'I'd rather be ethical:' Small business owners weigh in on the right wage
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While small business owners often argue wage increases would run them into the ground, one Halifax shop owner says it’s “ethical” to pay employees more than the minimum.
Shelby Lendrum, owner of the eco-friendly P’lovers store, said she’s always paid her staff at least 50 cents above minimum wage, and has some employees at $14 and $15 an hour because the current $10.70 an hour doesn’t cut it.
“If you can’t afford staff then work it yourself. If you can’t afford to work it, then it’s not a viable business and shut your doors,” Lendrum said Monday when asked about the NDP’s proposed $15 an hour minimum wage bill.
“But starving your staff with the backing of your government doesn’t seem like the right answer.”
Lendrum said keeping wages high makes sense in a province that continues to lose recent graduates to places with better minimum wages.
“If you pay them to the point where they just keep racking up debt and they have to leave on the first job west, that’s what they’re going to do,” Lendrum said.
But chef and owner of the French Fix Patisserie in downtown Halifax, Geoffroy Chevallier, said any increase in the payroll means a bump in taxes and “we wouldn’t be able to afford that.”
Although the NDP’s bill could have exemptions for small businesses, Chevallier said a large increase in wages would still be a big loss for hotels and other companies, likely meaning higher prices for consumers.
“$15 an hour, that’s a lot,” Chevallier said.
Lendrum said although she’d like to see big businesses pay higher wages and taxes because they can afford it, all minimum wage employees should still be paid more since the reason of wage increases hurting a business are never the only factor - high property taxes, the rising cost of goods, and rent in Halifax play a part.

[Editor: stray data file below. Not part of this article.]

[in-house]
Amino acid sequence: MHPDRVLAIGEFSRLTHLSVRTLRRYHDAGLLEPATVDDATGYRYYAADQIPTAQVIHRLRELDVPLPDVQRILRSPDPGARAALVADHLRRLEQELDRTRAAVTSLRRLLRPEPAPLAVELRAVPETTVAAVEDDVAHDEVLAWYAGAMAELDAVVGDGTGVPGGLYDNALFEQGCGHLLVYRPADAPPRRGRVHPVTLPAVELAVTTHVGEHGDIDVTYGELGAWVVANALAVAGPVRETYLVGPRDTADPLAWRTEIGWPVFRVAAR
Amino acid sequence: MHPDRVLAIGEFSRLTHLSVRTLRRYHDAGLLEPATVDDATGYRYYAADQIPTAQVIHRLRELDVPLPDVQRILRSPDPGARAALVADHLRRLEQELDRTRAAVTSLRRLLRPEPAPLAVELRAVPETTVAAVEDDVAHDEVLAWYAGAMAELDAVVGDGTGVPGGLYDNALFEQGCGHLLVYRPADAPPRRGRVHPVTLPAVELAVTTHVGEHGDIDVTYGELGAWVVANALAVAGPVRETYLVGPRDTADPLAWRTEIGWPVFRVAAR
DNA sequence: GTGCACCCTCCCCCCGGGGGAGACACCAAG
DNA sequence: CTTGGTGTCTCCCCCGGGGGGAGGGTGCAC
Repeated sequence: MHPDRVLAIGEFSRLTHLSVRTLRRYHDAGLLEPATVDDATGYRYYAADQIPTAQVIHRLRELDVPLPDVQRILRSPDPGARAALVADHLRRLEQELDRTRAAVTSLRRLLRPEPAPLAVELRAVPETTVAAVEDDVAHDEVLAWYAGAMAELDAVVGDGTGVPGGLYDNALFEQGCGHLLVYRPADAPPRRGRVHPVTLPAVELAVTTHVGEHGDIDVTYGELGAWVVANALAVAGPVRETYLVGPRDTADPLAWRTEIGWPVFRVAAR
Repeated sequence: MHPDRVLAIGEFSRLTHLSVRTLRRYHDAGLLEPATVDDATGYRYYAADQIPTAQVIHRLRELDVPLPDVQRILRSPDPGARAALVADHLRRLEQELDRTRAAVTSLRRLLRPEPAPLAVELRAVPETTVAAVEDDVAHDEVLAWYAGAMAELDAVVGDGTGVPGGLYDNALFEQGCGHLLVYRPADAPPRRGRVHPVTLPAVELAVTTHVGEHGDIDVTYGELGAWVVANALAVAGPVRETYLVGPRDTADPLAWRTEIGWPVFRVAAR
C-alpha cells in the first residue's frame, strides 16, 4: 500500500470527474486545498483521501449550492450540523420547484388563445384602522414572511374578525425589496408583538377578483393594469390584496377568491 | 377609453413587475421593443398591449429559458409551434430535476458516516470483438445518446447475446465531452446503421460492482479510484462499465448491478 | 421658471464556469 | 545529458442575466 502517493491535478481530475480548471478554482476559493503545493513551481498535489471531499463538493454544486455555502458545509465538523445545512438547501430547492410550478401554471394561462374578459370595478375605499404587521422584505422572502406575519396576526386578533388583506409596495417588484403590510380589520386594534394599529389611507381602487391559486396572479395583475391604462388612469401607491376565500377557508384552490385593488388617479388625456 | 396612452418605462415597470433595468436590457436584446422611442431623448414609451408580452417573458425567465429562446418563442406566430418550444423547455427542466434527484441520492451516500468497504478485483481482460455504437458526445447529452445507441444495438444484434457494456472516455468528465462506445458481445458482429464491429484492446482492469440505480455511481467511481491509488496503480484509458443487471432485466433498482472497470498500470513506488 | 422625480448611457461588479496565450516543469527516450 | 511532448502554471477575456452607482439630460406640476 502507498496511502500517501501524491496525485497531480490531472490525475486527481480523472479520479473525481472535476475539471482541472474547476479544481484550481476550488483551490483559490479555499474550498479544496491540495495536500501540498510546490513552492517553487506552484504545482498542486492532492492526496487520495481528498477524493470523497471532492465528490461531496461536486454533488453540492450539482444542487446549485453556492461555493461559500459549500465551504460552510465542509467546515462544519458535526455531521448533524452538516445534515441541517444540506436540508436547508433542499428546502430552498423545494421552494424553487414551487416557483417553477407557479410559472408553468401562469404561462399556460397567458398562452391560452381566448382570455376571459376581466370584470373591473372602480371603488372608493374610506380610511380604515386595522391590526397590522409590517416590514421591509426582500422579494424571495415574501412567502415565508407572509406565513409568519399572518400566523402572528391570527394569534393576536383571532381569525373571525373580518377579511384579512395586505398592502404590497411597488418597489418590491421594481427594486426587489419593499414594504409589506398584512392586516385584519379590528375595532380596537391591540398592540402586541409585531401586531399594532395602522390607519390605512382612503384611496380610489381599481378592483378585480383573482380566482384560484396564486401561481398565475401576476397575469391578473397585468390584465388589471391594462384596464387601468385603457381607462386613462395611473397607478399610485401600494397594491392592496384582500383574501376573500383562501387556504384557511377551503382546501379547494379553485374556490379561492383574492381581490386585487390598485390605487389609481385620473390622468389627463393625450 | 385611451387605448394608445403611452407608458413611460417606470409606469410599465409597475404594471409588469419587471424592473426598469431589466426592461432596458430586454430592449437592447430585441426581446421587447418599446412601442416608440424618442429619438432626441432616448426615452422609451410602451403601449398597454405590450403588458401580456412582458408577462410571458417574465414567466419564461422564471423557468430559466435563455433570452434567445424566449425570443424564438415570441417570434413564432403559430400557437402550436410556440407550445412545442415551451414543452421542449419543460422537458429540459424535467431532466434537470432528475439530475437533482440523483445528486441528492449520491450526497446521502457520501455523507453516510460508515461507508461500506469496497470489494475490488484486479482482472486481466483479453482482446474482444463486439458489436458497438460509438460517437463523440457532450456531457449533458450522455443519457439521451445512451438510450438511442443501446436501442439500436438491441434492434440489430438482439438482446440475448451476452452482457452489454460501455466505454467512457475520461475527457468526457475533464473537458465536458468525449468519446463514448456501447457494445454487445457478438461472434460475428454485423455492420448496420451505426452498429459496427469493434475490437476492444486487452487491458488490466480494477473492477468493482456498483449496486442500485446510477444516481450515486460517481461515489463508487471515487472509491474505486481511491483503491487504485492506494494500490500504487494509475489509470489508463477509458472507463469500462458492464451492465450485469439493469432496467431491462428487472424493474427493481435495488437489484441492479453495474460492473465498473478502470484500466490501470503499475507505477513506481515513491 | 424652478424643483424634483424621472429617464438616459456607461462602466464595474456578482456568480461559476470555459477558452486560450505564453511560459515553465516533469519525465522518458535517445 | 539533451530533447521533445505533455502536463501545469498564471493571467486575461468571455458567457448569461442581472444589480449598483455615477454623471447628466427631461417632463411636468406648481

“A coffee can cost you an hours wages in downtown Halifax now, that’s crazy. You’re saying that they’re not worth a coffee? Really?” Lendrum said.
“I’d rather be ethical and go out of business, than be profitable and unethical.”
Current minimum wage has students working multiple jobs
For the first time Hailey Coleman said she took on a part-time job during the school year.
The 21-year-old Dalhousie University student also works two jobs during the summer near her hometown of London, Ontario.
“It’s just way too expensive with tuition and whatnot and all the other expenses you have,” the third-year business management student said.
The 10-hour-a-week job in athletics at Dalhousie University helped pay for the cost of going to school, she said.
Coleman said she’s lucky to have her parents help her, but it isn’t ideal.
“They definitely helped me out a lot, however if there was a way that you didn’t have to by increasing minimum wage then yeah that would definitely be a much better option,” she said in a phone interview Monday afternoon.
Where Coleman has her parents, many students rely on loans from the government.
Charlotte Kiddell, chairperson-elect for The Canadian Federation of Students, said raising Nova Scotia’s minimum wage to $15 an hour would be a good step towards making student life more manageable.
“The majority of students are working while they’re in school and most of the time students are working minimum wage positions in order to afford their post-secondary education degree,” Kiddell said.
She added the inexperienced minimum wage legislation - $10.20 for people who have worked at a job for less than three months and have less than three months total experience in that type of work - is especially hurtful to students.
“If a student is working a summer job that means they’re paying this reduced wage for the majority of their position,” she said.
“It’s impossible now to be working full-time at minimum wage and be having the quality of life that one should experience.” - Olivia Carey, For Metro